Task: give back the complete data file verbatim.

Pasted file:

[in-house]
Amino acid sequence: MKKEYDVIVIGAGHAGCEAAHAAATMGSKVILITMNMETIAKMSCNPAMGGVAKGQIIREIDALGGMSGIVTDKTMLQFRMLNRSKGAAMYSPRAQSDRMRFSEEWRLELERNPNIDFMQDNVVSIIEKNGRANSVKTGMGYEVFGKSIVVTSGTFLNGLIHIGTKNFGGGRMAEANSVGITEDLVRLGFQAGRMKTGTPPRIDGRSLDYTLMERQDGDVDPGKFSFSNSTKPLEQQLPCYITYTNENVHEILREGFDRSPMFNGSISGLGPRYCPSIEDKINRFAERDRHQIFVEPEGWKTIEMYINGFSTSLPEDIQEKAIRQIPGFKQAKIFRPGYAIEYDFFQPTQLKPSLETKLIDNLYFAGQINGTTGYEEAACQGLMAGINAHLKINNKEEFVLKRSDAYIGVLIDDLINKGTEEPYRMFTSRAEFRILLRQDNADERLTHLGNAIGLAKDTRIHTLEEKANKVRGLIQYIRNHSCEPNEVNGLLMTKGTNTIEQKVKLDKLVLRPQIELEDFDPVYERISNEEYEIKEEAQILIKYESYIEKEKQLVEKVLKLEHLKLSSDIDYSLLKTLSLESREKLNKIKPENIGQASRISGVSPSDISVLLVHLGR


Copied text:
[in-house]
Amino acid sequence: MKKEYDVIVIGAGHAGCEAAHAAATMGSKVILITMNMETIAKMSCNPAMGGVAKGQIIREIDALGGMSGIVTDKTMLQFRMLNRSKGAAMYSPRAQSDRMRFSEEWRLELERNPNIDFMQDNVVSIIEKNGRANSVKTGMGYEVFGKSIVVTSGTFLNGLIHIGTKNFGGGRMAEANSVGITEDLVRLGFQAGRMKTGTPPRIDGRSLDYTLMERQDGDVDPGKFSFSNSTKPLEQQLPCYITYTNENVHEILREGFDRSPMFNGSISGLGPRYCPSIEDKINRFAERDRHQIFVEPEGWKTIEMYINGFSTSLPEDIQEKAIRQIPGFKQAKIFRPGYAIEYDFFQPTQLKPSLETKLIDNLYFAGQINGTTGYEEAACQGLMAGINAHLKINNKEEFVLKRSDAYIGVLIDDLINKGTEEPYRMFTSRAEFRILLRQDNADERLTHLGNAIGLAKDTRIHTLEEKANKVRGLIQYIRNHSCEPNEVNGLLMTKGTNTIEQKVKLDKLVLRPQIELEDFDPVYERISNEEYEIKEEAQILIKYESYIEKEKQLVEKVLKLEHLKLSSDIDYSLLKTLSLESREKLNKIKPENIGQASRISGVSPSDISVLLVHLGR